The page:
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Performax Labs EAminoMax: The EAA Performance Sports Drink

Hot off an incredible release in the FitMax fat burning drink (see our FitMax review – they nailed the taste!), Performax Labs is back on a hot streak! Their most recent product, EAminoMax, is the next in line on the PricePlow chopping block. Will this enhanced-intra-workout product be up to their usual standard? There’s only one way to find out.

More complete proteins… and then some!

Performax Labs EAminoMax

There’s “sports drinks”, and then there’s performance-based drinks for smart athletes that actually do more. EAminoMax is the latter!

EAminoMax (pronounced “E-Amino-Max”) is not a reinvention of the wheel. It’s a full-spectrum amino-acid product with added goodies at a decent solid price-point. The biggest difference between EAminoMax and more established BCAA products is that EAminoMax includes all the essential amino acids (EAAs).

Research has shown time and time again that complete proteins like EAA+BCAA are better than BCAA alone, so we love this trend, and are happy to see Performax actually have two products attacking this market. In addition, Performax Labs snuck in a few of our favorite ingredients, including potassium-heavy electrolytes. To us, Performax Labs is trying to create a “super” sports drink, but isn’t even saying so.

Does it beat out its sports drink competitors (like Gatorade and Powerade) as well as the other zero-carb EAA supplements on the market? Let’s take a look after we let you sign up for Performax Labs news alerts and show our price comparisons:

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Our Performax Labs EAminoMax Review

Finally — EAAs are ready for primetime! Performax Labs has made them taste nearly as good as BCAAs, with all kinds of extras as well (that are also discussed below):

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Ingredients

As promised, BCAAs and the other six additional essential amino acids… and then comes the fun stuff:

  • 2:1:1 BCAA Blend (3g Leucine, 1.5g isoleucine, 1.5g valine)

    Performax Labs EAminoMax Ingredients

    Not only are the essentials dosed well, but look at those bonus goodies! 2g LCLT? 1.5g HICA?! Clinical benefits!

    Leucine, isoleucine, and valine are the amino acids that fall under the “branched-chain” moniker. Since the benefits of supplementation come from taking all three together, analyzing BCAAs a single “ingredient” makes the most sense. Despite the added essential blend, they’re still  focus of EAminoMax, after all. And EAminoMax contains the highly-trusted 2:1:1 ratio.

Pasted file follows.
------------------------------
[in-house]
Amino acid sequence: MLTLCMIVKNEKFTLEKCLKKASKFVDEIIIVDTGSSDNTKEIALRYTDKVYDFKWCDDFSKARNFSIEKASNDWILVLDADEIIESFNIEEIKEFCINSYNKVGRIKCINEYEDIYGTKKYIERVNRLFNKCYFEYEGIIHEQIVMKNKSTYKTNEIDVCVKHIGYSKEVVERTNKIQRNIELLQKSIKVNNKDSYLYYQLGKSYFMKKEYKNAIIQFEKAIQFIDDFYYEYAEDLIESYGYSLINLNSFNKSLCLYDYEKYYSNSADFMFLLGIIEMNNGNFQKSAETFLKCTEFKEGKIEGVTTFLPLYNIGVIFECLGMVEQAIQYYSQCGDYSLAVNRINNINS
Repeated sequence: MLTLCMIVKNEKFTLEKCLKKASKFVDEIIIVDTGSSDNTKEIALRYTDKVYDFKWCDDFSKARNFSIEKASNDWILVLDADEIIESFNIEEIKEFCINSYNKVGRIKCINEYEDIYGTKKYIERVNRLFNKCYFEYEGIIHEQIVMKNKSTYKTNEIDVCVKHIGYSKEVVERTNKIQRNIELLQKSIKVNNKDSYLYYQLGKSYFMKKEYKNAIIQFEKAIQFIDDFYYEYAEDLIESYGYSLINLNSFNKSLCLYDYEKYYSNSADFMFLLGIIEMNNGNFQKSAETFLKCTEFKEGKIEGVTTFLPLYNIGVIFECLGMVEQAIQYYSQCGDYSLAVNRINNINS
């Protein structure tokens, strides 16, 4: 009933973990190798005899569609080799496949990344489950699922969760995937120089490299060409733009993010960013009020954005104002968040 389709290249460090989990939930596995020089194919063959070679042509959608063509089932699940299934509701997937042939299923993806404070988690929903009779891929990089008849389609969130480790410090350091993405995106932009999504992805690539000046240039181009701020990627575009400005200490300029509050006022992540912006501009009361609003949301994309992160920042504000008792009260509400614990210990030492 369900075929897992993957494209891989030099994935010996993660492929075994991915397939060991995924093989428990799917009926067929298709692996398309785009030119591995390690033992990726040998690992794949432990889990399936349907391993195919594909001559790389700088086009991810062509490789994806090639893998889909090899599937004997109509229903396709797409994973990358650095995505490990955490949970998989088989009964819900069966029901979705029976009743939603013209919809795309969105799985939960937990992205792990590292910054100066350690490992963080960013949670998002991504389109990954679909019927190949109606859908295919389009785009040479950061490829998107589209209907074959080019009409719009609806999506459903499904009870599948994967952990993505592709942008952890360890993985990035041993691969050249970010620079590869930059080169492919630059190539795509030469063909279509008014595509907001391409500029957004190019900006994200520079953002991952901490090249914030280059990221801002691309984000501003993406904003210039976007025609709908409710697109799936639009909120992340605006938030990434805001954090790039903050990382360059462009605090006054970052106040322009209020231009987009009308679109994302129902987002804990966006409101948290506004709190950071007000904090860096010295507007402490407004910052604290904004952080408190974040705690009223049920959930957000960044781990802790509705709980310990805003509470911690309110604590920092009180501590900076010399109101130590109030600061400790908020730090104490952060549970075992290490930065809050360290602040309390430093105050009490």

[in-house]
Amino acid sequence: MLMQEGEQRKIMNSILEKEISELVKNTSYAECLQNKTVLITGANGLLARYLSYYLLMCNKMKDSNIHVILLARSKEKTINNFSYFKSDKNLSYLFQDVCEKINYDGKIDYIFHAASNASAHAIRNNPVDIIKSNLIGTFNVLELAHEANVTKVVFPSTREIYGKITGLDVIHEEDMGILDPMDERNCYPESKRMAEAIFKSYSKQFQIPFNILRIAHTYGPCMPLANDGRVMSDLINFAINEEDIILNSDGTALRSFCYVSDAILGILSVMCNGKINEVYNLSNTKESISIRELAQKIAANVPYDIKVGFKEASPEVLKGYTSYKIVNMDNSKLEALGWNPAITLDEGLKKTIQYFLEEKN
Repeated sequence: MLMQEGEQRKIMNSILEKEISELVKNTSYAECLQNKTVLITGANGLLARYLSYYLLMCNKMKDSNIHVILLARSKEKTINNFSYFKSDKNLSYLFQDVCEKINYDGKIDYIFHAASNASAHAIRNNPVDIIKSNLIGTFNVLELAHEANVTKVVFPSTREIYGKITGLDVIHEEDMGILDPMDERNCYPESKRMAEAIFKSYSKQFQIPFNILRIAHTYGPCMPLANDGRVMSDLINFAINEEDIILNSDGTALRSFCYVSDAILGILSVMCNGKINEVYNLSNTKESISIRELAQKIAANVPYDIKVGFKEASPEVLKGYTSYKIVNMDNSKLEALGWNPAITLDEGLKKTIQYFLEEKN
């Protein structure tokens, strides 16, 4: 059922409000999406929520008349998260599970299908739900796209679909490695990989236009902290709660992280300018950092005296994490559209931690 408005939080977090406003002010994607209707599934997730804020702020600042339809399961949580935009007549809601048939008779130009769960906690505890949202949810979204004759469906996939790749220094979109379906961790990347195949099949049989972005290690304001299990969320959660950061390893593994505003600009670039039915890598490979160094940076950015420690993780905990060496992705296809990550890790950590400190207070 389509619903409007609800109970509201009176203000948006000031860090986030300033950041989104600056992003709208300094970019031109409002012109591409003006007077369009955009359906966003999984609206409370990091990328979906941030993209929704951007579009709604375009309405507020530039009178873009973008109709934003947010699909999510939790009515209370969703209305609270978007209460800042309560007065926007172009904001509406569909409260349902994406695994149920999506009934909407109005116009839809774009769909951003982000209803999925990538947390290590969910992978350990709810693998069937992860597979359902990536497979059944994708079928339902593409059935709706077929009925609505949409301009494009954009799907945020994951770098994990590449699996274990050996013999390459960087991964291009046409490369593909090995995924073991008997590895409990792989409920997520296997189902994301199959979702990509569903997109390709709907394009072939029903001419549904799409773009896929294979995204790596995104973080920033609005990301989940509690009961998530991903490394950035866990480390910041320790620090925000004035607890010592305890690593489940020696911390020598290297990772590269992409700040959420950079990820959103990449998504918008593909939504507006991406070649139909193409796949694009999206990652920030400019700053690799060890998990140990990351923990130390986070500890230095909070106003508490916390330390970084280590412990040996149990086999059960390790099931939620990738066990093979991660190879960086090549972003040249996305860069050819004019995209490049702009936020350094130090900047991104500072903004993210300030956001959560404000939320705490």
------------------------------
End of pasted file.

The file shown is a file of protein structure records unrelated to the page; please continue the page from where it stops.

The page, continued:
Most of the valid research on BCAAs available stick to a 2:1:1 ratio, with isoleucine and valine at half of leucine’s dose. Being a science-driven company, this is no surprise from Performax, as they stick the available research rather than throwing in weird ratios to look innovative.

    The BCAA’s present in EAminoMax will help you recover faster, decrease the time you take to recover between your sets, and may even slightly improve your ability to oxidize fat,[1,2] assuming proper diet and hard training. We also love them for the endurance benefits, which is why we consider drinks like this to be better than traditional “sports drinks” that have no proteins or aminos inside.

  • Essential Amino Acids (1g)

    Amino acid supplementation typically works best when a few acids are taken simultaneously (save for leucine, which has some benefits on its own). EAAs are a prime example of this rule of thumb. Performax Labs must have read our last few reviews on their competition as they disclosed the dose of each acid present in EAminoMax!

    • L-Lysine (300mg)

      EAminoMax

      We can’t guarantee BOGOs all the time, which is why you need to sign up for our Performax Labs news and deal alerts!

      L-Lysine is a component of carnitine, a compound that long-time PricePlow readers are all too familiar with. Lysine is an essential part of muscle protein synthesis, calcium absorption, and muscular recovery. By supplementation, expect those processes to be supercharged.[3,4]

      It’s also a ketogenic amino acid, which has drawn interest of keto dieters alongside leucine. Because of their inability not to convert to glucose, we’re happy to see both of these aminos highest-dosed in their class to help balance out all of the other aminos that can convert to either ketones or glucose.

    • L-Phenylalanine (250mg)

      Phenylalanine is eventually transformed into tyrosine, one of our other favorite supplement ingredients. Tyrosine helps the body produce dopamine, epinephrine, and norepinephrine. Expect phenylalanine to help you get in the zone during your training sessions.[5] Conversions like these are why we love getting all the EAAs – you miss out on small opportunities with BCAAs alone.

    • L-Threonine (200mg)

      Threonine is an essential component of serine and glycine and plays an important role in stimulating muscle protein synthesis,[6] so have some on the ready in your bloodstream and avoid having “anabolic bottlenecks”.

    • L-Tryptophan (150mg)